Almahreezi A, Al-Zakwani I, Al-Aamri A, et al. Control and management of hypertension at a university health center in Oman. Sultan Qaboos Univ Med J 2008;8:179-84.  Back to cited text no. 10
    
11.
Onwukwe SC, Omole OB. Drug therapy, lifestyle modification and blood pressure control in a primary care facility, South of Johannesburg, South Africa: An Audit of hypertension management. S Afr Fam Pract 2012;54:156-61.  Back to cited text no. 11
    
12.
Hajjar I, Kotchen TA. Trends in prevalence, awareness, treatment, and control of hyper­tension in the United States. JAMA 2003; 290:199-206.  Back to cited text no. 12
    
13.
Al-Rukban MO, Al-Sughair AM, Al-Bader BO, Al-Tolaihi BA. Management of hyper­tensive patients in Primary Health Care setting: Auditing the practice. Saudi Med J 2007; 28:85-90.  Back to cited text no. 13
    
14.
Al-Tuwijri AA, Al-Rukban MO. Hypertension control and co-morbidities in primary health care centers in Riyadh. Ann Saudi Med 2006;26:266-71.  Back to cited text no. 14
    
15.
Al-Awadhi NM, Majbour TK, Al-Orbany MI. Improving hypertension management in primary health care. Kuwait Med J 2007;3 9:26-30.  Back to cited text no. 15
    
16.
Al-Hamdan N, Saeed A, Kutbi A, Choudhry AJ, Nooh R. Characteristics, risk Factors, and treatment practice of Known adult hyper­tensive patients in Saudi Arabia. Int J Hypertens 2010;2010:168739.  Back to cited text no. 16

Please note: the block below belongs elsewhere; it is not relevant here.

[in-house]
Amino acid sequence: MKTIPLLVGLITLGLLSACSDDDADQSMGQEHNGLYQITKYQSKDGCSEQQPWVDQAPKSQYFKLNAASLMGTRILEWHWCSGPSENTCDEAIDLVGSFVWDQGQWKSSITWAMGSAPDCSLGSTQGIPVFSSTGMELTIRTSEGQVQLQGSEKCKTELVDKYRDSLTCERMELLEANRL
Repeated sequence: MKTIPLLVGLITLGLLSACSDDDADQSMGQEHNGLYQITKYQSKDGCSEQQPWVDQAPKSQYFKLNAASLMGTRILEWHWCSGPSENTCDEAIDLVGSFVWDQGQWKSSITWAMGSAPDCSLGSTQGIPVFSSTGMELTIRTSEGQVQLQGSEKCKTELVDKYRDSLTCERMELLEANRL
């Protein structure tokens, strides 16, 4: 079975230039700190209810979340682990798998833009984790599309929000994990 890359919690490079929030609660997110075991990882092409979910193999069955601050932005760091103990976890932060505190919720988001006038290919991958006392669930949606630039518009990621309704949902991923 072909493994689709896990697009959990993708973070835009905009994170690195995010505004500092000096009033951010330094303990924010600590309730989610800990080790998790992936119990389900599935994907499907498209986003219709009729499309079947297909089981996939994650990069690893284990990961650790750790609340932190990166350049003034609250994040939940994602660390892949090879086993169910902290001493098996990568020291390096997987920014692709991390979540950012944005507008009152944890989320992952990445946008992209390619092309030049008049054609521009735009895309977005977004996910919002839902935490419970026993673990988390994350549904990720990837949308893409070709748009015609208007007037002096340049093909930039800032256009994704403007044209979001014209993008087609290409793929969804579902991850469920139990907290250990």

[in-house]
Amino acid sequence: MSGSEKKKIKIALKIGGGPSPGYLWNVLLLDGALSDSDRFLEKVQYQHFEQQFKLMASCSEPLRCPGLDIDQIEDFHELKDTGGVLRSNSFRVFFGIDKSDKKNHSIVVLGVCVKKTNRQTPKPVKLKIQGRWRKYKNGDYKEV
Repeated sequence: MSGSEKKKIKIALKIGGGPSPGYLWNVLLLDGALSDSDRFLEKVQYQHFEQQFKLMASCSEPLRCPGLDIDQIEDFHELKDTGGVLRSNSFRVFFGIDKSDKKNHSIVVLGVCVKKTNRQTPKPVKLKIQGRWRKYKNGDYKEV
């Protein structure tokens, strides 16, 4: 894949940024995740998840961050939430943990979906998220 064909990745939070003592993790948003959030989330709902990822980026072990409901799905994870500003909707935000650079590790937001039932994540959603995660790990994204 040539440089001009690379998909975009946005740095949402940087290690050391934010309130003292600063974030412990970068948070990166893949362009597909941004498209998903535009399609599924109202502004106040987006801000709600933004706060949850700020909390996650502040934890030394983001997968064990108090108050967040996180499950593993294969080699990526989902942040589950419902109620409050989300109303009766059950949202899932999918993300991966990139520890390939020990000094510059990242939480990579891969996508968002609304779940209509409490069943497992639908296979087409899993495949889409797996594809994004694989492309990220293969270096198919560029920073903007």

17.
Bani IA. Prevalence and related risk factors of essential hypertension in Jazan region, Saudi Arabia. Sudan J Public Health 2011;6:45-50.  Back to cited text no. 17
    

Top
Correspondence Address:
Dr. Safar A Al-Saleem
Department of Public Health, General Directorate of Health Affairs, Aseer Region, Khamis Mushayt
Saudi Arabia
Login to access the Email id


DOI: 10.4103/1319-2442.144313

PMID: 25394461

Rights and Permissions



 
 
    Tables

  [Table 1], [Table 2]



 

Top
   
 
 
    Similar in PUBMED
    Search Pubmed for
    Search in Google Scholar for
    Email Alert *
    Add to My List *
* Registration required (free)  
 


 
    Abstract
   Introduction
    Materials and Me...
   Results
   Discussion
   Conclusion
   Acknowledgment
    References
    Article Tables
 

 Article Access Statistics
    Viewed1913    
    Printed17    
    Emailed0    
    PDF Downloaded392    
    Comments [Add]    

Recommend this journal